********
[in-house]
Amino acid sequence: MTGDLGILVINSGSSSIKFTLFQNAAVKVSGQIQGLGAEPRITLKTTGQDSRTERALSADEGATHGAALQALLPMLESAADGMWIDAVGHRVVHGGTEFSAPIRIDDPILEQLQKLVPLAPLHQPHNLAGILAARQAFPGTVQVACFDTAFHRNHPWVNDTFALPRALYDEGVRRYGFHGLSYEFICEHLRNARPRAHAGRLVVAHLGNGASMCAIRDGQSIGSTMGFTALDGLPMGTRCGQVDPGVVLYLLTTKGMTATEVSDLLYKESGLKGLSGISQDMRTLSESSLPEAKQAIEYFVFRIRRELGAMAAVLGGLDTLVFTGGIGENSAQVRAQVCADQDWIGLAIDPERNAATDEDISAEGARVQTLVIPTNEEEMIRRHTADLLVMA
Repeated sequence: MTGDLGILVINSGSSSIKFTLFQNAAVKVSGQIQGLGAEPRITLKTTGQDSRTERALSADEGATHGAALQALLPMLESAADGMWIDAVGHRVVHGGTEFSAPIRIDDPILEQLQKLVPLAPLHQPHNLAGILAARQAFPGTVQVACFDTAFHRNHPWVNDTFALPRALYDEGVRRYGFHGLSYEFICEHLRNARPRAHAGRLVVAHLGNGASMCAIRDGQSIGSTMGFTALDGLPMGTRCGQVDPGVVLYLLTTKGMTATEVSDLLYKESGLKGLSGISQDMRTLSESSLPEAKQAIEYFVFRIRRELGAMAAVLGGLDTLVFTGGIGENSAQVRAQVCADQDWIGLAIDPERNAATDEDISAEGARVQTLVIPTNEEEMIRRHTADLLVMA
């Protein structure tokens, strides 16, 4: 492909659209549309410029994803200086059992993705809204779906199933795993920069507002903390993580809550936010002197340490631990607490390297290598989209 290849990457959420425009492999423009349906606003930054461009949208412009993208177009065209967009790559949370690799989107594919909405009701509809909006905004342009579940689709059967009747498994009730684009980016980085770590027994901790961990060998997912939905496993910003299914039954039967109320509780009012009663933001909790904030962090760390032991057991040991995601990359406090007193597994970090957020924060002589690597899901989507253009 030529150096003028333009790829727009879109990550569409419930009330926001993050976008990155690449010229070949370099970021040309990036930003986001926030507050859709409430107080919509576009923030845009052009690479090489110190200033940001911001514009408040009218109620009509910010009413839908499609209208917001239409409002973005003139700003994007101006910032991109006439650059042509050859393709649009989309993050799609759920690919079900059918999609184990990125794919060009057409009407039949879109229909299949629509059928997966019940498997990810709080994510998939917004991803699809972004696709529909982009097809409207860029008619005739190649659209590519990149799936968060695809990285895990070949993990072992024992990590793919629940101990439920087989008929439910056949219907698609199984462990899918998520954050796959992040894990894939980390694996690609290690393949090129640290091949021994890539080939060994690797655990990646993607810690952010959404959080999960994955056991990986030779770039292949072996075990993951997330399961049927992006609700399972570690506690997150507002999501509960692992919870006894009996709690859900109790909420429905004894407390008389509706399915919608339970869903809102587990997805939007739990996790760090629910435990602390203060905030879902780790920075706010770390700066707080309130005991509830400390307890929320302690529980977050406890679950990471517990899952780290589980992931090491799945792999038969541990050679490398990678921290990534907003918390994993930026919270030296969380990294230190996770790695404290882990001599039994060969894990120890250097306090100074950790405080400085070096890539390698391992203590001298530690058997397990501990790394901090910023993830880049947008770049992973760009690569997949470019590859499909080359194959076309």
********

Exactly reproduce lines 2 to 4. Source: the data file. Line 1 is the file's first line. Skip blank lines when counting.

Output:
Amino acid sequence: MTGDLGILVINSGSSSIKFTLFQNAAVKVSGQIQGLGAEPRITLKTTGQDSRTERALSADEGATHGAALQALLPMLESAADGMWIDAVGHRVVHGGTEFSAPIRIDDPILEQLQKLVPLAPLHQPHNLAGILAARQAFPGTVQVACFDTAFHRNHPWVNDTFALPRALYDEGVRRYGFHGLSYEFICEHLRNARPRAHAGRLVVAHLGNGASMCAIRDGQSIGSTMGFTALDGLPMGTRCGQVDPGVVLYLLTTKGMTATEVSDLLYKESGLKGLSGISQDMRTLSESSLPEAKQAIEYFVFRIRRELGAMAAVLGGLDTLVFTGGIGENSAQVRAQVCADQDWIGLAIDPERNAATDEDISAEGARVQTLVIPTNEEEMIRRHTADLLVMA
Repeated sequence: MTGDLGILVINSGSSSIKFTLFQNAAVKVSGQIQGLGAEPRITLKTTGQDSRTERALSADEGATHGAALQALLPMLESAADGMWIDAVGHRVVHGGTEFSAPIRIDDPILEQLQKLVPLAPLHQPHNLAGILAARQAFPGTVQVACFDTAFHRNHPWVNDTFALPRALYDEGVRRYGFHGLSYEFICEHLRNARPRAHAGRLVVAHLGNGASMCAIRDGQSIGSTMGFTALDGLPMGTRCGQVDPGVVLYLLTTKGMTATEVSDLLYKESGLKGLSGISQDMRTLSESSLPEAKQAIEYFVFRIRRELGAMAAVLGGLDTLVFTGGIGENSAQVRAQVCADQDWIGLAIDPERNAATDEDISAEGARVQTLVIPTNEEEMIRRHTADLLVMA
């Protein structure tokens, strides 16, 4: 492909659209549309410029994803200086059992993705809204779906199933795993920069507002903390993580809550936010002197340490631990607490390297290598989209 290849990457959420425009492999423009349906606003930054461009949208412009993208177009065209967009790559949370690799989107594919909405009701509809909006905004342009579940689709059967009747498994009730684009980016980085770590027994901790961990060998997912939905496993910003299914039954039967109320509780009012009663933001909790904030962090760390032991057991040991995601990359406090007193597994970090957020924060002589690597899901989507253009 030529150096003028333009790829727009879109990550569409419930009330926001993050976008990155690449010229070949370099970021040309990036930003986001926030507050859709409430107080919509576009923030845009052009690479090489110190200033940001911001514009408040009218109620009509910010009413839908499609209208917001239409409002973005003139700003994007101006910032991109006439650059042509050859393709649009989309993050799609759920690919079900059918999609184990990125794919060009057409009407039949879109229909299949629509059928997966019940498997990810709080994510998939917004991803699809972004696709529909982009097809409207860029008619005739190649659209590519990149799936968060695809990285895990070949993990072992024992990590793919629940101990439920087989008929439910056949219907698609199984462990899918998520954050796959992040894990894939980390694996690609290690393949090129640290091949021994890539080939060994690797655990990646993607810690952010959404959080999960994955056991990986030779770039292949072996075990993951997330399961049927992006609700399972570690506690997150507002999501509960692992919870006894009996709690859900109790909420429905004894407390008389509706399915919608339970869903809102587990997805939007739990996790760090629910435990602390203060905030879902780790920075706010770390700066707080309130005991509830400390307890929320302690529980977050406890679950990471517990899952780290589980992931090491799945792999038969541990050679490398990678921290990534907003918390994993930026919270030296969380990294230190996770790695404290882990001599039994060969894990120890250097306090100074950790405080400085070096890539390698391992203590001298530690058997397990501990790394901090910023993830880049947008770049992973760009690569997949470019590859499909080359194959076309």